What does rabid mean?

Definitions for rabid
ˈræb ɪdra·bid

This dictionary definitions page includes all the possible meanings, example usage and translations of the word rabid.

Princeton's WordNet

  1. rabidadjective

    of or infected by rabies

  2. fanatic, fanatical, overzealous, rabidadjective

    marked by excessive enthusiasm for and intense devotion to a cause or idea

    "rabid isolationist"


  1. rabidadjective

    Affected with rabies.

    a rabid dog or fox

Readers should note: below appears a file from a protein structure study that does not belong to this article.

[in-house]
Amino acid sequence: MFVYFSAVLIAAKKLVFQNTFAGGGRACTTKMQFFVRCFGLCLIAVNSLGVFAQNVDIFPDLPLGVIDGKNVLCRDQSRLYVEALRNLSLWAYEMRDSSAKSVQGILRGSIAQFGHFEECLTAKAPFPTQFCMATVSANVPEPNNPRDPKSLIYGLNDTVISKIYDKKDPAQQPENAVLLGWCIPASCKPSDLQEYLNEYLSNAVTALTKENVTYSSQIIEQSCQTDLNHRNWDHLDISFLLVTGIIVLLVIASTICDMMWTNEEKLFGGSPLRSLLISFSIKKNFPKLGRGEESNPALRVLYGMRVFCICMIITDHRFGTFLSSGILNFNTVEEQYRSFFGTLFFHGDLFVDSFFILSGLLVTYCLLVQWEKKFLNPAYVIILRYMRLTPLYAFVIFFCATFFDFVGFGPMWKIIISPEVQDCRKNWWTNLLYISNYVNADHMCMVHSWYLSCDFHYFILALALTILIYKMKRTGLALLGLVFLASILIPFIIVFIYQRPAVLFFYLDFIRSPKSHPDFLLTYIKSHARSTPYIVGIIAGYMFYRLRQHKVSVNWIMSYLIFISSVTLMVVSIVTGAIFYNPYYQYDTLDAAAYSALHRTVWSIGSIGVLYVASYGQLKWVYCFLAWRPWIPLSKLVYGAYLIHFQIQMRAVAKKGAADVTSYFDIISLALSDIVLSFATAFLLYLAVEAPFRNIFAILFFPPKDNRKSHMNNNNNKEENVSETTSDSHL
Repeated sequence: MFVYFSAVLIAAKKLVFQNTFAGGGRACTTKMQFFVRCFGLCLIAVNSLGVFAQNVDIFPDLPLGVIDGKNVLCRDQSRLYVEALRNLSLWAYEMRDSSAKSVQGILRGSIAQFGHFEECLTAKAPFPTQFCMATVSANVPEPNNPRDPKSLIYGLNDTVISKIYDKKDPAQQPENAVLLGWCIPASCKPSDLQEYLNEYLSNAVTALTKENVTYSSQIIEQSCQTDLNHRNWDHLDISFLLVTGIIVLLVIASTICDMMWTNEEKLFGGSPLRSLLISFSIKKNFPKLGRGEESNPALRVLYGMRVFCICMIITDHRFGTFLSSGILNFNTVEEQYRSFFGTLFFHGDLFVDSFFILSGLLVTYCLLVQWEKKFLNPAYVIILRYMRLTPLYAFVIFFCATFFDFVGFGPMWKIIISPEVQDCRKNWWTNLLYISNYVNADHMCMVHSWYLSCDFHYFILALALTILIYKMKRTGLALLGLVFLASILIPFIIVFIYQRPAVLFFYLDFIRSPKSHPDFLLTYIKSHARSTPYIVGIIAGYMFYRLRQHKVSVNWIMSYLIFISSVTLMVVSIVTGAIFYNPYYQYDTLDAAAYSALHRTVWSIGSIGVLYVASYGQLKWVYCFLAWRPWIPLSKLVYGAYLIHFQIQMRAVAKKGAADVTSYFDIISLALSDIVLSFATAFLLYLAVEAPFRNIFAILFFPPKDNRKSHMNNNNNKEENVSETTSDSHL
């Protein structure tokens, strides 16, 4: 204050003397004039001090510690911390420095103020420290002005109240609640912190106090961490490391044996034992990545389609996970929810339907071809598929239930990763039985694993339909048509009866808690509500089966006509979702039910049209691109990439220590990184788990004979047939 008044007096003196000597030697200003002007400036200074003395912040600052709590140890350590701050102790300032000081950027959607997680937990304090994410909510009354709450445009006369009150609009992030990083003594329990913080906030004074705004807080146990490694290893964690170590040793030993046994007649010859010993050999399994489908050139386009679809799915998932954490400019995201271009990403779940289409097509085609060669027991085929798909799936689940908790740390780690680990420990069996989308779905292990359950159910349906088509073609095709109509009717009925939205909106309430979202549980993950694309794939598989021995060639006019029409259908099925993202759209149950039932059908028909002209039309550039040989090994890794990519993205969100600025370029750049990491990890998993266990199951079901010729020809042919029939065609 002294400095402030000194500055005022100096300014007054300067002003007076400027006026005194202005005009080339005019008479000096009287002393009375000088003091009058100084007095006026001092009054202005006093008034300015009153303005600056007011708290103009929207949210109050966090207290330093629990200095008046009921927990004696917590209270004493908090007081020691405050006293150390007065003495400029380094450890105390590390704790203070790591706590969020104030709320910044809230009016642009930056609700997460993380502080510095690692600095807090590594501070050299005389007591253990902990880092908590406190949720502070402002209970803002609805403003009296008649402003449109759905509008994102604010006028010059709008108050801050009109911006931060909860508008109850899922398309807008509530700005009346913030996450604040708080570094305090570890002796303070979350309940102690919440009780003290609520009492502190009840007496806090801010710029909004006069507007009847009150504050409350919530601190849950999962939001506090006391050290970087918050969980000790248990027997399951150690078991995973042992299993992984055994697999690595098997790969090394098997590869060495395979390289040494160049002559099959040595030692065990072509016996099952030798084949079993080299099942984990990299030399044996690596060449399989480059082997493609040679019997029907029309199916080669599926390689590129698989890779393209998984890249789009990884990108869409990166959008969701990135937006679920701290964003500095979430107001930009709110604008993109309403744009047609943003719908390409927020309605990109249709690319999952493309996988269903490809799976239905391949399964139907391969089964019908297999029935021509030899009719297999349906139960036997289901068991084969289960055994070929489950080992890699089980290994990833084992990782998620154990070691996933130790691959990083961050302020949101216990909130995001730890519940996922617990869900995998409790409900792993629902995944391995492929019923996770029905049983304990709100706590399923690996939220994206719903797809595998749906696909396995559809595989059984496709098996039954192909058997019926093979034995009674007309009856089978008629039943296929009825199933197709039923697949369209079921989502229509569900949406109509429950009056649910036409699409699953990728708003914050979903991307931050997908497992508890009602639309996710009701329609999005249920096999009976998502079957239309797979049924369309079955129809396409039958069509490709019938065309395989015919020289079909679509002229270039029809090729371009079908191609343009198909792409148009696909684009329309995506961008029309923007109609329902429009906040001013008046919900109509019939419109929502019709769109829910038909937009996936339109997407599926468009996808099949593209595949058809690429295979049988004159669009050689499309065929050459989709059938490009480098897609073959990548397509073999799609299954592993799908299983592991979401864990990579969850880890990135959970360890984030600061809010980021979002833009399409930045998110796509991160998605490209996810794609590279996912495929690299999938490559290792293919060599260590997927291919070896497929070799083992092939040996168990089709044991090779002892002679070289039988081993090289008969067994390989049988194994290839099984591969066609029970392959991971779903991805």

2. rabidadjective

    Of or pertaining to rabies, or hydrophobia.

    a rabid virus

  3. rabidadjective

    Furious; raging; extremely violent.

  4. rabidadjective

    very extreme, unreasonable, or fanatical in opinion; excessively zealous; comparable to one with rabies.

  5. Etymology: From the Latin rabidus, from rabere, or to rave.

Samuel Johnson's Dictionary

  1. Rabidadjective

    Fierce; furious; mad.

    Etymology: rabidus, Lat.


  1. Rabid